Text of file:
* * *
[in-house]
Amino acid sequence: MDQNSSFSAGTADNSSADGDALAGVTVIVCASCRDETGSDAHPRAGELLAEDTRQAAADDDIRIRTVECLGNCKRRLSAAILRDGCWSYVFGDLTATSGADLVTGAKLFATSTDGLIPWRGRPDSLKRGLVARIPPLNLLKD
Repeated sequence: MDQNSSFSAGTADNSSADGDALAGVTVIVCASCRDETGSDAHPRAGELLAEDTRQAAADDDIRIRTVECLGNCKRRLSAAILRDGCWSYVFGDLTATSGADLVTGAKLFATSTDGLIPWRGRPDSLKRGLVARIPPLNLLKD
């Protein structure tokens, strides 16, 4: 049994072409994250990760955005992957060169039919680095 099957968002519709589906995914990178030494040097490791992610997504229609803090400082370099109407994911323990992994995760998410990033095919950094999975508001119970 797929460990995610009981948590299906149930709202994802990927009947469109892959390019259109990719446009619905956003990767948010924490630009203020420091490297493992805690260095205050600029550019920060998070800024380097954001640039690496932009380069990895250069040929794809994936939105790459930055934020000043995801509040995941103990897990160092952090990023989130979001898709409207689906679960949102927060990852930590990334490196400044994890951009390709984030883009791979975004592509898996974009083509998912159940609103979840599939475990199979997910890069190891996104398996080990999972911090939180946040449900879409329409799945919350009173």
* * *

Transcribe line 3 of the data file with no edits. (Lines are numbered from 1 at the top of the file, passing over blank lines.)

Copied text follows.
Repeated sequence: MDQNSSFSAGTADNSSADGDALAGVTVIVCASCRDETGSDAHPRAGELLAEDTRQAAADDDIRIRTVECLGNCKRRLSAAILRDGCWSYVFGDLTATSGADLVTGAKLFATSTDGLIPWRGRPDSLKRGLVARIPPLNLLKD